Geetha’s* situation was on the brink of turning from bad to worse – she was about to be dedicated as a Jogini and forced into a lifetime of ritual sex slavery. There was nothing that she could do to stop this. Not without help. And where would help come from?
Geetha lived in extreme poverty. She had no idea of the identity of her father; her mother had brought her up, so when she died from cancer, Geetha was on her own. She suffered from ill health, and like many Dalits in her position there was no possibility of getting any medical assistance. The swollen lymph nodes on her neck were not only undiagnosed, but were unsightly. Her brother often teased her that no-one would marry her because of this. He was probably right.
No marriage prospects
After her mother’s death, Geetha had gone to live with her brother and sister-in-law. Her brother was an alcoholic – not unusual among those who are struggling to make their way in society. They were genuinely worried that Geetha would end up without a husband. For them this was a major issue. Geetha would be shunned in the village, given limited work opportunities, and with no family to look after her as she gets older, she would be destitute and left with no option but to become a beggar. The only solution, they believed, was to dedicate Geetha as a Jogini. By marrying the goddess, Geetha would bring good fortune, and their lives would be blessed.
In an Indian wedding ceremony, the groom ties the thaali (a cotton necklace) around the bride’s neck as a symbol that they are now responsible for her. In a Jogini dedication ceremony there is no groom, since the girl is marrying the goddess. Geetha’s 50-year-old uncle, with three children of his own, agreed to tie the thaali. Since 20-year-old Geetha was well past puberty, it meant that she would become the ‘property of the village’ once this was done. She would be used by any man who approached her, or who forced themselves on her. As so many before her had discovered, it would be a life of misery, exploitation and abuse. She was looking into the abyss.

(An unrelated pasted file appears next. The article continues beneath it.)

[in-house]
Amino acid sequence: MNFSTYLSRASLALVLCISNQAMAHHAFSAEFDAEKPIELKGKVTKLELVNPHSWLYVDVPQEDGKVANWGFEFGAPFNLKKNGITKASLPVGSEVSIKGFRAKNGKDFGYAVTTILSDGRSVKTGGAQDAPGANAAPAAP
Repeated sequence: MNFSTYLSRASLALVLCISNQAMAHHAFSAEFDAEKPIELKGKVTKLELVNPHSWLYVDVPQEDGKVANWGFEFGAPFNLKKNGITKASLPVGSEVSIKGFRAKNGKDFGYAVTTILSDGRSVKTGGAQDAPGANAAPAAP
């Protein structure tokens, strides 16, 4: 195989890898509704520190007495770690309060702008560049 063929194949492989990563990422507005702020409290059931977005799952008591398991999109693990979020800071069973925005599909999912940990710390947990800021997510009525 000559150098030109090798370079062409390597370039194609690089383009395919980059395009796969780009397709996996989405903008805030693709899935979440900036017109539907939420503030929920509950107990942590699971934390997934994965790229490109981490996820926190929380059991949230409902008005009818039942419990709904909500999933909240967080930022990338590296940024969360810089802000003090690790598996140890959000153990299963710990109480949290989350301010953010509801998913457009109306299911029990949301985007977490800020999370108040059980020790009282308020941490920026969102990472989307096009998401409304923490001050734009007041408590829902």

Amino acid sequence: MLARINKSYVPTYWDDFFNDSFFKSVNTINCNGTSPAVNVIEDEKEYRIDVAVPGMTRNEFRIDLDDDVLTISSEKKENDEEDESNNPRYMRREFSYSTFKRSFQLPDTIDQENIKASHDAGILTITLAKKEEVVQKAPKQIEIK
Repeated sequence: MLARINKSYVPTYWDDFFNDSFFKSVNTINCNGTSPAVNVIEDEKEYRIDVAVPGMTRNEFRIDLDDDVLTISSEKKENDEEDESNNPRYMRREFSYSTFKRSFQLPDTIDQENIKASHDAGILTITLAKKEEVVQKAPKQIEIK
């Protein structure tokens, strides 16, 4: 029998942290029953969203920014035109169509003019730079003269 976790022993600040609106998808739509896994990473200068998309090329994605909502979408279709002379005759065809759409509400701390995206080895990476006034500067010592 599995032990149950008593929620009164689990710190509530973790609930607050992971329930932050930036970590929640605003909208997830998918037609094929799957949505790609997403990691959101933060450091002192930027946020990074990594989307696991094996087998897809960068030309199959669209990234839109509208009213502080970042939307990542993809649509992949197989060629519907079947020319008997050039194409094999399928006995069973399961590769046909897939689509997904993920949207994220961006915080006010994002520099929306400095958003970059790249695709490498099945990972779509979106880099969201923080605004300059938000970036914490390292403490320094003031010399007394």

Back from the brink
Fortunately for Geetha, she lived in one of a hundred villages where Pratigya, one of Dalit Freedom Network’s Indian partners, works. Their representative in the village, herself a Jogini, heard about the forthcoming dedication and immediately informed Pratigya. The field team sprang into action, making contact with Geetha’s brother, and with the village elders. They sat down with them to explain the real consequences of dedicating a young woman as a Jogini. They explained why dedications are illegal, and that they would be forced to take legal action if the dedication was held. Pratigya submitted a report to the local government agencies to ensure that they were aware, and would also monitor the situation.
Now Pratigya are continuing to work with Geetha through their prevention and awareness programme, looking for opportunities to access services and schemes that will help to improve her wellbeing. It may only be a start, but it will have life-changing consequences.
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